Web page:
What is a weight loss plateau? Sometimes we look at the scale and it hasn’t budged in three days and therefore it’s a plateau. That’s not really a plateau. A weight loss plateau is when you’re doing the right things and your weight is stuck for a few weeks.  So, for two or three weeks nothing is happening. Subsequently then, yes, you can be in a weight loss plateau. Shorter than that means there can be just a lull in the action, so-to-speak. Your body adjusts. As it adjusts, it’s going to try and turn off weight loss. It doesn’t want you to lose weight. With any weight loss plan, your body is going to assume you’re in a state of deprivation. So, it doesn’t actually want you to lose weight. It wants to hang on to that energy source if you truly were in a famine.

We’re in a weight loss plateau. What is going on? What I usually do is give people questions to ask themselves about certain things. I’m going to give you this list of questions and we’re going to talk about what some of the solutions are.

Question #1—Have you actually cut your calories too low? Sometimes people do cut their calories down too low. If you cut them down too low, your body is going to go into starvation mode and you’re not going to lose weight very well. It’s hard to put an exact number on that. Potentially if you’re going lower than 1000 calories and you’re not in a medically supervised plan, that’s generally not the greatest thing. In the surgical plan right after surgery you’ll often be between 700-800 calories. Long-term that’s really not the right answer either. You want to make sure you haven’t cut calories too low.

Question #2—Are you getting enough water? This is probably one of the most common reasons I see initially in a weight loss plan and especially after surgery when things start slowing down. If you start to get a little behind in your water, the body will tend to hang on to everything-fat included. I encourage people to push the water.

Question #3-How many carbs are you really taking in? At The Center for Weight Loss Success we talk about restricting carbohydrates. Everyone is going to have a tipping point with carbohydrate. If you go above that tipping point you struggle with weight loss. Are you above your tipping point? If you don’t know what your tipping point is, it’s hard to know that answer. It is something we can figure out. It’s not necessarily easy to do.  You have to write it down! That goes along with one of our solutions-Journaling! Write these things down, especially carbohydrate. If you’re going to measure one thing, count your carbs. I don’t know how many times I’ve said that over the past couple of years.

Question #4-Are you getting enough protein? Carbohydrate influences insulin. You want to keep your insulin level as low as possible. Insulin is a hormone we can’t survive without. You’ve got to have some but you want to survive with the absolute smallest amount possible. Insulin can cause so many problems. Weight gain is just one of them. If you’re not getting in enough protein, your body will preferentially break down lean body mass, slowing your metabolism down. Protein manipulates other hormones too. Protein is more satisfying so you stay fuller for a longer period of time. It also increases growth hormone and glucagon. Glucagon is the opposite hormone of insulin. Insulin is telling your body to store fat. Glucagon is mobilizing the fat. As adults we don’t need that much growth hormone, but we make it because we can’t survive without it. If we can optimize what we do make, it’s going to help you preserve lean body mass, keeping your metabolism higher. So you want to make sure you’re getting in enough protein.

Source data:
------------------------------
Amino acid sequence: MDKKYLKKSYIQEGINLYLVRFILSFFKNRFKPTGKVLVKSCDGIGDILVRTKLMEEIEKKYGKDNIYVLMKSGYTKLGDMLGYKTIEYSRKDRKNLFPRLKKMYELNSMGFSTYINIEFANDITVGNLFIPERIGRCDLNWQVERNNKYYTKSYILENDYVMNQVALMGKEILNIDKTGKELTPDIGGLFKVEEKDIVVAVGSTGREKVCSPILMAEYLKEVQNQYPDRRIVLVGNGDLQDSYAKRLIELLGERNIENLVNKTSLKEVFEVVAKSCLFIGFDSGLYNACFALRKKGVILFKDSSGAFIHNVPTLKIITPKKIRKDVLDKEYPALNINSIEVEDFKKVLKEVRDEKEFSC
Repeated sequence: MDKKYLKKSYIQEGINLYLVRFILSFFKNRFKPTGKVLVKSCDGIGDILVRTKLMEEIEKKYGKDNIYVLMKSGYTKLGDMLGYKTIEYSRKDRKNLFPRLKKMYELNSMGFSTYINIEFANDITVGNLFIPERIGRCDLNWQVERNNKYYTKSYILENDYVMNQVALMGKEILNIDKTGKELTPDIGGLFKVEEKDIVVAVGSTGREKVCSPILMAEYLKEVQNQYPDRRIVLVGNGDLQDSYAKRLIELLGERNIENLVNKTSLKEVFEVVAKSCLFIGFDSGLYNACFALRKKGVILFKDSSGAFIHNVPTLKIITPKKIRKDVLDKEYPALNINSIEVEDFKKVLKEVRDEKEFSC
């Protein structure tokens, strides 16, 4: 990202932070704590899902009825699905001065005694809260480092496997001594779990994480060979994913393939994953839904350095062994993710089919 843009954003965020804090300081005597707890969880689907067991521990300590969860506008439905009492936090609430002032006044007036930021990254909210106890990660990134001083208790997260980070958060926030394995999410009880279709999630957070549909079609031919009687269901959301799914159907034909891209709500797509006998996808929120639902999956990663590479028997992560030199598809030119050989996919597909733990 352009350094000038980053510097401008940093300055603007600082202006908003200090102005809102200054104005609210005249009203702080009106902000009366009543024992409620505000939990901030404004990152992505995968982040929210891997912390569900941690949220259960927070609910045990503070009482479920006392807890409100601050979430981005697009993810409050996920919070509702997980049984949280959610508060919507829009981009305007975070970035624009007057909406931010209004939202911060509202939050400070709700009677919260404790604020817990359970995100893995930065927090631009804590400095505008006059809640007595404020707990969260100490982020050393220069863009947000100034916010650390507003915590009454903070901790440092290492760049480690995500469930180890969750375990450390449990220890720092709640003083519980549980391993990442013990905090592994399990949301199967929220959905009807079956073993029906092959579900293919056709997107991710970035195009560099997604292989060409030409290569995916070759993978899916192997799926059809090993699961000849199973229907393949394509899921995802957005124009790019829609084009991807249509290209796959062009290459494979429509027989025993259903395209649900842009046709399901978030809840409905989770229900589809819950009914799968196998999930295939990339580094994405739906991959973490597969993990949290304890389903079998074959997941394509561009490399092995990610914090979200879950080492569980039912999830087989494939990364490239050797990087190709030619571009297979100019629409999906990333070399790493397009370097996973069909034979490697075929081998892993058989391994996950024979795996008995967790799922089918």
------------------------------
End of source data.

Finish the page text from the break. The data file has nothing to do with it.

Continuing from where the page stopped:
Question #5-Is your exercise too routine? Your body will get used to whatever exercise program you’re doing. When you’re body gets used to it, it doesn’t get the same out of it as it did originally. If your exercise gets too routine you don’t get as much out of it. The real trick with exercise is you want to preserve lean body mass to keep your metabolism as high as possible. Exercise alone typically doesn’t make you lose weight, but if you can preserve or build lean body mass you’re going to increase your metabolism and keep you on a weight loss track. The flip side to your exercise routine is whether you are exercising too hard? That can also slow down weight loss. Inherently that doesn’t make sense but it actually can do that because too much exercise can cause our stress hormone, cortisol, to go way up. When cortisol levels go up, it’s hard to lose weight. It makes us resistant to weight loss. This was a survival mechanism when we were stressed. Typically our biggest stress was not being able to find food. Stress typically makes us resistant to losing weight. It leads us into the next question.

Question # 6- Are you handling your stress alright? If you’re going through a stressful event, whether it be social, work, family, or medical, if you’re not handling stress well then it could turn on the plateau.

And, finally a couple things to look at as far as asking yourself about weight loss plateaus. What about caffeine and artificial sweeteners? Inherently both of those don’t make sense in a weight loss plan of turning off weight loss. But some people are sensitive to caffeine because it will increase your stress hormone because it’s a stimulant. Increasing stress hormones can make your resistant to losing weight. You want to be cutting back or getting rid of the caffeine. Caffeine can stimulate appetite which makes it harder to stick with the plan.